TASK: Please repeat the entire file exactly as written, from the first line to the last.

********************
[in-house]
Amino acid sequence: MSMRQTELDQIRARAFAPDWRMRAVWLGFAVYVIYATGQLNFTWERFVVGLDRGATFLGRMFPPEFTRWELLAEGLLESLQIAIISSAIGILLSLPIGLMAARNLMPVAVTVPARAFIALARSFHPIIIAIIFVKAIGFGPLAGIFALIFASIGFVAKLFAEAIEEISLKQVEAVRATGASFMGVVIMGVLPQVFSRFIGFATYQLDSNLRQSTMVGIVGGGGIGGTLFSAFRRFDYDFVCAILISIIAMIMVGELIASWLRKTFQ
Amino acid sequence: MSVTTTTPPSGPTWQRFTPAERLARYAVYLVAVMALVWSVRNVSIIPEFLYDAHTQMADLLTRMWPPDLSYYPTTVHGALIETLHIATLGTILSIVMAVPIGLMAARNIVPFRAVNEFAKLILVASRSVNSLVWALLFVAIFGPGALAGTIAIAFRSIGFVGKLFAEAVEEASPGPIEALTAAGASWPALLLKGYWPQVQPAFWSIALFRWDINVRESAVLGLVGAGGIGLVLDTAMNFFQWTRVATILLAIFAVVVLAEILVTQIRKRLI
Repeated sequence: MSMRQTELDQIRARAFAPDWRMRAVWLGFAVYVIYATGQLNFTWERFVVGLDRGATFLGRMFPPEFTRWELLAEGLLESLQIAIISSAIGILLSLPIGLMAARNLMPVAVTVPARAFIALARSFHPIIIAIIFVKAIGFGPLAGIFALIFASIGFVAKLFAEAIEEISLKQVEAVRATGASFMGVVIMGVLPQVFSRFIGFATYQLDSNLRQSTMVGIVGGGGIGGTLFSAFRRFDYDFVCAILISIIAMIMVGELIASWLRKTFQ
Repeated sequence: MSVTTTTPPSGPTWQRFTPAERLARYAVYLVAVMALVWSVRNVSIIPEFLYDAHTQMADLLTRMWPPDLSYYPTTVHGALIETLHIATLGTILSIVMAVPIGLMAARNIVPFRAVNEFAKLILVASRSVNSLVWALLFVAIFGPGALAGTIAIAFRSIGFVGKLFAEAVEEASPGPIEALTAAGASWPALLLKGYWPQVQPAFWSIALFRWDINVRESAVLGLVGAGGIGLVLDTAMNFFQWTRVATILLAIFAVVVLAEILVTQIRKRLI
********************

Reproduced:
[in-house]
Amino acid sequence: MSMRQTELDQIRARAFAPDWRMRAVWLGFAVYVIYATGQLNFTWERFVVGLDRGATFLGRMFPPEFTRWELLAEGLLESLQIAIISSAIGILLSLPIGLMAARNLMPVAVTVPARAFIALARSFHPIIIAIIFVKAIGFGPLAGIFALIFASIGFVAKLFAEAIEEISLKQVEAVRATGASFMGVVIMGVLPQVFSRFIGFATYQLDSNLRQSTMVGIVGGGGIGGTLFSAFRRFDYDFVCAILISIIAMIMVGELIASWLRKTFQ
Amino acid sequence: MSVTTTTPPSGPTWQRFTPAERLARYAVYLVAVMALVWSVRNVSIIPEFLYDAHTQMADLLTRMWPPDLSYYPTTVHGALIETLHIATLGTILSIVMAVPIGLMAARNIVPFRAVNEFAKLILVASRSVNSLVWALLFVAIFGPGALAGTIAIAFRSIGFVGKLFAEAVEEASPGPIEALTAAGASWPALLLKGYWPQVQPAFWSIALFRWDINVRESAVLGLVGAGGIGLVLDTAMNFFQWTRVATILLAIFAVVVLAEILVTQIRKRLI
Repeated sequence: MSMRQTELDQIRARAFAPDWRMRAVWLGFAVYVIYATGQLNFTWERFVVGLDRGATFLGRMFPPEFTRWELLAEGLLESLQIAIISSAIGILLSLPIGLMAARNLMPVAVTVPARAFIALARSFHPIIIAIIFVKAIGFGPLAGIFALIFASIGFVAKLFAEAIEEISLKQVEAVRATGASFMGVVIMGVLPQVFSRFIGFATYQLDSNLRQSTMVGIVGGGGIGGTLFSAFRRFDYDFVCAILISIIAMIMVGELIASWLRKTFQ
Repeated sequence: MSVTTTTPPSGPTWQRFTPAERLARYAVYLVAVMALVWSVRNVSIIPEFLYDAHTQMADLLTRMWPPDLSYYPTTVHGALIETLHIATLGTILSIVMAVPIGLMAARNIVPFRAVNEFAKLILVASRSVNSLVWALLFVAIFGPGALAGTIAIAFRSIGFVGKLFAEAVEEASPGPIEALTAAGASWPALLLKGYWPQVQPAFWSIALFRWDINVRESAVLGLVGAGGIGLVLDTAMNFFQWTRVATILLAIFAVVVLAEILVTQIRKRLI